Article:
Of all the teams competing in Formula One, McLaren have the best record in Australia. Their tally of 11 race wins Down Under since 1985, when the Australian Grand Prix was included as a round of the F1 world championship for the first time, just pips Ferrari’s 10. The only problem is their last victory here – Jenson Button’s on the opening day of the 2012 season – was over a decade ago now. And the likelihood of them adding to their tally this weekend is about as high as Australians declaring a fondness for warm beer and England cricketers.
These are miserable times for F1 fans who grew up in the 1980s and 1990s on a diet of McLaren and Williams success. The sight of those two famous marques fighting each other for 15th place in Saudi Arabia two weekends ago was a new low. For those of a McLaren bent, the fact that they are losing even that battle – the Woking team currently prop up the constructors’ table with a grand total of zero points from two races – is even harder to stomach.
Admittedly, McLaren's car is better than their results so far suggest. Oscar Piastri made it into Q3 in Jeddah and Lando Norris almost did the same in Bahrain. But not a lot better. It was no great surprise when they announced a big shake-up of their technical team last week, including the sacking of technical director James Key, who had been in post since 2019. “Change was needed,” explained the team’s chief executive Zak Brown. “We push forward.”
Sitting in the Albert Park sunshine on Friday, Norris, McLaren’s young British driver who has emerged as one of the sport’s brightest talents, insists he has not lost faith in the team.
“Anything that Andrea [Stella, who was promoted to team principal over the winter following the sudden departure of Andreas Seidl] and Zak do, I have faith and belief in,” he says. “Obviously I’m biased but I believe in those guys.
“Andrea I’ve worked with for the last five years. I sit beside him in every single briefing we have. I rate him very highly. I think a lot of people do up and down the paddock. The way he speaks, in the short time he’s been in the post, gives me a lot of confidence. And then Zak I always have confidence in. His strength is bringing in sponsors and partners and he’s exceptional at it.”
There is no denying that, at least in terms of the sheer number of sponsors the American has brought in. The jury, though, is very much still out on Brown's ability to assemble a race-winning team.
Norris says he is confident things will be different this time. He cites the new wind tunnel, due to open this summer (McLaren currently rents Toyota's wind tunnel in Cologne, which involves packing parts into a van and sending them off to Germany) plus their new state-of-the-art simulator, which likewise should be ready later this year. “I believe we’re on a better footing now,” he says.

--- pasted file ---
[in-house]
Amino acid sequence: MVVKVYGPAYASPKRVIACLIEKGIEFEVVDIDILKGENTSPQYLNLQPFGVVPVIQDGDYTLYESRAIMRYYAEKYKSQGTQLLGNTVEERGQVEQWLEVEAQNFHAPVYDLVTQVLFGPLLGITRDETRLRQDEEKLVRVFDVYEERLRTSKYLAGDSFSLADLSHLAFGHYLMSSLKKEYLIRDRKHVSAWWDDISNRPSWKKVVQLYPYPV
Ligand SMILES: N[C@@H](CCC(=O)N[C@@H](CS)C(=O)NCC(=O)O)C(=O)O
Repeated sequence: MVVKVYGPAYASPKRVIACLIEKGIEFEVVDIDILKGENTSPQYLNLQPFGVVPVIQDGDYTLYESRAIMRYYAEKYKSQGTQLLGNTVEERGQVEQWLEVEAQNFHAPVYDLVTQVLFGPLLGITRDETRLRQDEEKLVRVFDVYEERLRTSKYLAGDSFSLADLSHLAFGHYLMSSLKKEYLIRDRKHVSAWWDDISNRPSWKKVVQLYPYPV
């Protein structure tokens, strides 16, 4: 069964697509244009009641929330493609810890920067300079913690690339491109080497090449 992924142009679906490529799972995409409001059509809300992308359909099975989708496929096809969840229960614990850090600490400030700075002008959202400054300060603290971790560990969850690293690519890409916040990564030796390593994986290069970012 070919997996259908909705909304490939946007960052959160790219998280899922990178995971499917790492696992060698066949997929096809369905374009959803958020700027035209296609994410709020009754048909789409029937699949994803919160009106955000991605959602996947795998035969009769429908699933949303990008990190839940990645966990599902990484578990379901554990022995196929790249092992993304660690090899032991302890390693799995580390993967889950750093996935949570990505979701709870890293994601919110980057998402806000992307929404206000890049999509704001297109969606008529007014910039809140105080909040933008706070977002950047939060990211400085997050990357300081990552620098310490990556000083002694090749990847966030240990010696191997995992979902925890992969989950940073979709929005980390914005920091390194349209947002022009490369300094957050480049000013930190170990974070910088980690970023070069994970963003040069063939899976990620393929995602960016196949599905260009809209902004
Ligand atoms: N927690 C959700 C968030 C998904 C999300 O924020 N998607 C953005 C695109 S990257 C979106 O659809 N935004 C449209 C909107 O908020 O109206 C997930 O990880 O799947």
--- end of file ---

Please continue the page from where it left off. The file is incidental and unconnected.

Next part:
They had better be. Norris may have signed a new long-term contract, until the end of 2025, after the team’s promising 2021 season. But he will surely not wait forever. “I’m here until the end of my contract, 100 per cent,” he insists, denying the existence of any sort of break clause. “I see what people write. And speculation is inevitable, I get that. But I honestly believe we can turn this around. We’re being more aggressive than we ever have in the past.”
Stella revealed here that McLaren have three major updates to come this year, with the second – arriving before the summer break – likened to having a B-spec car. Norris says such talk gives him confidence.
“I have high hopes not only for next season but this season too,” he insists. “I’m not saying we’re going to be winning races. But in terms of finishing the year with confidence, so we can go into a new year in the best shape possible, I’m confident about that.”
They are certainly running out of excuses not to. McLaren have the wind tunnel now. They have the driver line-up. They have carried out their strategic review and done their (latest) reshuffle. They don’t yet have an engine partner for the 2026 regulations but Brown says he is working on that, including talking with Red Bull Powertrains.
Now, they simply have to move forward.
In some ways it is fitting that their latest rebuild starts here. Melbourne was a key staging post in the story of McLaren’s downfall. Lewis Hamilton’s disqualification in 2009 for “deliberately misleading” stewards on the team’s instructions, proved enough for Max Mosley to finally see off Ron Dennis for good. McLaren’s long-time leader had already stepped down as team principal, ceding the reins to Martin Whitmarsh, following his run-ins with the FIA over Spygate and the monumental fine that incurred.
Fifteen years later, a very different-looking McLaren are hoping they finally have their house in order. Only time will tell if they do.
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